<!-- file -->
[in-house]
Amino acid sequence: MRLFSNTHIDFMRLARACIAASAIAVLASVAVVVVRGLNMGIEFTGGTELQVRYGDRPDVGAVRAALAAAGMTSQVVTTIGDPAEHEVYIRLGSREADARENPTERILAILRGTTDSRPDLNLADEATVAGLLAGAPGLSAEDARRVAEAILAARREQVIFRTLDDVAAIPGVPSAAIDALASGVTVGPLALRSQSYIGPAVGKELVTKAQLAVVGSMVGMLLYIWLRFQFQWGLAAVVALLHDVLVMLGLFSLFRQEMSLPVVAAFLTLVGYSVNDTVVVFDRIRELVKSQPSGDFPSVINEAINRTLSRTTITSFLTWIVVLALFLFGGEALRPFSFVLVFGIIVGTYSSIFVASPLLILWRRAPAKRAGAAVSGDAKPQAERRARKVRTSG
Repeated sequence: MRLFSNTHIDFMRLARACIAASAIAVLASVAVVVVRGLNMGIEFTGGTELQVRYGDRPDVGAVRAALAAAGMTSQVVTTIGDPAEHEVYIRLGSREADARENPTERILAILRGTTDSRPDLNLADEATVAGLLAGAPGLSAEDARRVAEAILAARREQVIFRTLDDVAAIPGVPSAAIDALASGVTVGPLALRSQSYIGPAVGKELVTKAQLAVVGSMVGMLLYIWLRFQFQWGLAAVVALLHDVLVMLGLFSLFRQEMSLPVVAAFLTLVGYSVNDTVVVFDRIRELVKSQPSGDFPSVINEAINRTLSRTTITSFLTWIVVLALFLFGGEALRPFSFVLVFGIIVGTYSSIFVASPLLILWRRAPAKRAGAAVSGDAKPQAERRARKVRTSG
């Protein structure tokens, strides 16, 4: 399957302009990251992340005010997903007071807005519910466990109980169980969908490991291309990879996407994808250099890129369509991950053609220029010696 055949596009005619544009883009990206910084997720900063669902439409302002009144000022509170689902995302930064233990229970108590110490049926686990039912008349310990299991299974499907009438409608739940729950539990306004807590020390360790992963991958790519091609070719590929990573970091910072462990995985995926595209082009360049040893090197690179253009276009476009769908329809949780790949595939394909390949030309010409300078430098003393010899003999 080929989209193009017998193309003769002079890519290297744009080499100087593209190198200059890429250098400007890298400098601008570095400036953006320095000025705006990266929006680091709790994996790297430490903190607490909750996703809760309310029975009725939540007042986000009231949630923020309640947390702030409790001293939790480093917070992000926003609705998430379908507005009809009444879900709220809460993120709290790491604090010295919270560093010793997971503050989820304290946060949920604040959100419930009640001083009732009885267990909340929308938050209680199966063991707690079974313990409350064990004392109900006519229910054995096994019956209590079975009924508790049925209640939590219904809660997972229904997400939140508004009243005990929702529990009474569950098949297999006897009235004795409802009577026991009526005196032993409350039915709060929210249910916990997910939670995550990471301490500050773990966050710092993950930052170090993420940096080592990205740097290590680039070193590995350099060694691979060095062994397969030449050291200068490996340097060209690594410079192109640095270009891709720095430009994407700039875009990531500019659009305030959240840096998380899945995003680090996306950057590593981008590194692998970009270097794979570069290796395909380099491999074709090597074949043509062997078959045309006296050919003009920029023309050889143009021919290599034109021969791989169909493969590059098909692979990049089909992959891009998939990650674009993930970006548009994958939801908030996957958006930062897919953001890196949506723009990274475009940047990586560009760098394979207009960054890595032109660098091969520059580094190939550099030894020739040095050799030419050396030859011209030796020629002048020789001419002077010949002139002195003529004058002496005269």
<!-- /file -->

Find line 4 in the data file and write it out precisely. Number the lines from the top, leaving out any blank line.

């Protein structure tokens, strides 16, 4: 399957302009990251992340005010997903007071807005519910466990109980169980969908490991291309990879996407994808250099890129369509991950053609220029010696 055949596009005619544009883009990206910084997720900063669902439409302002009144000022509170689902995302930064233990229970108590110490049926686990039912008349310990299991299974499907009438409608739940729950539990306004807590020390360790992963991958790519091609070719590929990573970091910072462990995985995926595209082009360049040893090197690179253009276009476009769908329809949780790949595939394909390949030309010409300078430098003393010899003999 080929989209193009017998193309003769002079890519290297744009080499100087593209190198200059890429250098400007890298400098601008570095400036953006320095000025705006990266929006680091709790994996790297430490903190607490909750996703809760309310029975009725939540007042986000009231949630923020309640947390702030409790001293939790480093917070992000926003609705998430379908507005009809009444879900709220809460993120709290790491604090010295919270560093010793997971503050989820304290946060949920604040959100419930009640001083009732009885267990909340929308938050209680199966063991707690079974313990409350064990004392109900006519229910054995096994019956209590079975009924508790049925209640939590219904809660997972229904997400939140508004009243005990929702529990009474569950098949297999006897009235004795409802009577026991009526005196032993409350039915709060929210249910916990997910939670995550990471301490500050773990966050710092993950930052170090993420940096080592990205740097290590680039070193590995350099060694691979060095062994397969030449050291200068490996340097060209690594410079192109640095270009891709720095430009994407700039875009990531500019659009305030959240840096998380899945995003680090996306950057590593981008590194692998970009270097794979570069290796395909380099491999074709090597074949043509062997078959045309006296050919003009920029023309050889143009021919290599034109021969791989169909493969590059098909692979990049089909992959891009998939990650674009993930970006548009994958939801908030996957958006930062897919953001890196949506723009990274475009940047990586560009760098394979207009960054890595032109660098091969520059580094190939550099030894020739040095050799030419050396030859011209030796020629002048020789001419002077010949002139002195003529004058002496005269």